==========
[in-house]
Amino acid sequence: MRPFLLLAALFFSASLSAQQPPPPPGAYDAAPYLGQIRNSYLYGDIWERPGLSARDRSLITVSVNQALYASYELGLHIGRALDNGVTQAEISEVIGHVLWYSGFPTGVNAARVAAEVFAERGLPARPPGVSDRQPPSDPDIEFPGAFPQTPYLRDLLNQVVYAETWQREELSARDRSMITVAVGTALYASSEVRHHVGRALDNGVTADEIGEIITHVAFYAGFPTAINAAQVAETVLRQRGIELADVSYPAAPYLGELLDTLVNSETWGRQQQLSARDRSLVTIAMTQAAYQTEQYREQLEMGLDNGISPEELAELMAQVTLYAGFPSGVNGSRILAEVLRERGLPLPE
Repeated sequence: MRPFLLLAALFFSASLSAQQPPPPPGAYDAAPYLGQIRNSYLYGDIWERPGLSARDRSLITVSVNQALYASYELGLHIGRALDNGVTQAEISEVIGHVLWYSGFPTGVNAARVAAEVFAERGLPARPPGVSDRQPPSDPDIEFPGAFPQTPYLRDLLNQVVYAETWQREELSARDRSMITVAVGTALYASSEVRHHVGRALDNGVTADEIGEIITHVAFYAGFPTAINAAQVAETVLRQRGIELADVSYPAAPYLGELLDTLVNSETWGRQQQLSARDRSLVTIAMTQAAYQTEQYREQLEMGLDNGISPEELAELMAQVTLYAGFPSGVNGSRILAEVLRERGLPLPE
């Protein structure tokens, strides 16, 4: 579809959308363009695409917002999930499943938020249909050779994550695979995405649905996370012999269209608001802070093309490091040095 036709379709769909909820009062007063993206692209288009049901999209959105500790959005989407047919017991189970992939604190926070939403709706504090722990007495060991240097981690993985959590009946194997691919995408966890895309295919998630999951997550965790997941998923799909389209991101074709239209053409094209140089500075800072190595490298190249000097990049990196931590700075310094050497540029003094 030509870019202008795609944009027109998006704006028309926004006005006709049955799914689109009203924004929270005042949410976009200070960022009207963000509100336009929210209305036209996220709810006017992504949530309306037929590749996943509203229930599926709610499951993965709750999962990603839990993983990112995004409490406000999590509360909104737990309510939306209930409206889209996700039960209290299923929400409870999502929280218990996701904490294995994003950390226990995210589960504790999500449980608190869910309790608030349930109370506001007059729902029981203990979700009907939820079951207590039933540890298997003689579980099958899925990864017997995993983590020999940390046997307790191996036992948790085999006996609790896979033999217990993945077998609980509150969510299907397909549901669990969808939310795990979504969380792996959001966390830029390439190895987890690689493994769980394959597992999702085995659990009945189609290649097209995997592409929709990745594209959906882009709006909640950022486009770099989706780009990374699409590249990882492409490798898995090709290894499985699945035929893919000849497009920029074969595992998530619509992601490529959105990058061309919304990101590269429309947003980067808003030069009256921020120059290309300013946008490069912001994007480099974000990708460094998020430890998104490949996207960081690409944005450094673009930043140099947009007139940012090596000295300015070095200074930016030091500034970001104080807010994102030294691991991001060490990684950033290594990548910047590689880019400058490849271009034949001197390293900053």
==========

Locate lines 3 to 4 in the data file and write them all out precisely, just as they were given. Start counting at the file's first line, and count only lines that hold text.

Repeated sequence: MRPFLLLAALFFSASLSAQQPPPPPGAYDAAPYLGQIRNSYLYGDIWERPGLSARDRSLITVSVNQALYASYELGLHIGRALDNGVTQAEISEVIGHVLWYSGFPTGVNAARVAAEVFAERGLPARPPGVSDRQPPSDPDIEFPGAFPQTPYLRDLLNQVVYAETWQREELSARDRSMITVAVGTALYASSEVRHHVGRALDNGVTADEIGEIITHVAFYAGFPTAINAAQVAETVLRQRGIELADVSYPAAPYLGELLDTLVNSETWGRQQQLSARDRSLVTIAMTQAAYQTEQYREQLEMGLDNGISPEELAELMAQVTLYAGFPSGVNGSRILAEVLRERGLPLPE
């Protein structure tokens, strides 16, 4: 579809959308363009695409917002999930499943938020249909050779994550695979995405649905996370012999269209608001802070093309490091040095 036709379709769909909820009062007063993206692209288009049901999209959105500790959005989407047919017991189970992939604190926070939403709706504090722990007495060991240097981690993985959590009946194997691919995408966890895309295919998630999951997550965790997941998923799909389209991101074709239209053409094209140089500075800072190595490298190249000097990049990196931590700075310094050497540029003094 030509870019202008795609944009027109998006704006028309926004006005006709049955799914689109009203924004929270005042949410976009200070960022009207963000509100336009929210209305036209996220709810006017992504949530309306037929590749996943509203229930599926709610499951993965709750999962990603839990993983990112995004409490406000999590509360909104737990309510939306209930409206889209996700039960209290299923929400409870999502929280218990996701904490294995994003950390226990995210589960504790999500449980608190869910309790608030349930109370506001007059729902029981203990979700009907939820079951207590039933540890298997003689579980099958899925990864017997995993983590020999940390046997307790191996036992948790085999006996609790896979033999217990993945077998609980509150969510299907397909549901669990969808939310795990979504969380792996959001966390830029390439190895987890690689493994769980394959597992999702085995659990009945189609290649097209995997592409929709990745594209959906882009709006909640950022486009770099989706780009990374699409590249990882492409490798898995090709290894499985699945035929893919000849497009920029074969595992998530619509992601490529959105990058061309919304990101590269429309947003980067808003030069009256921020120059290309300013946008490069912001994007480099974000990708460094998020430890998104490949996207960081690409944005450094673009930043140099947009007139940012090596000295300015070095200074930016030091500034970001104080807010994102030294691991991001060490990684950033290594990548910047590689880019400058490849271009034949001197390293900053």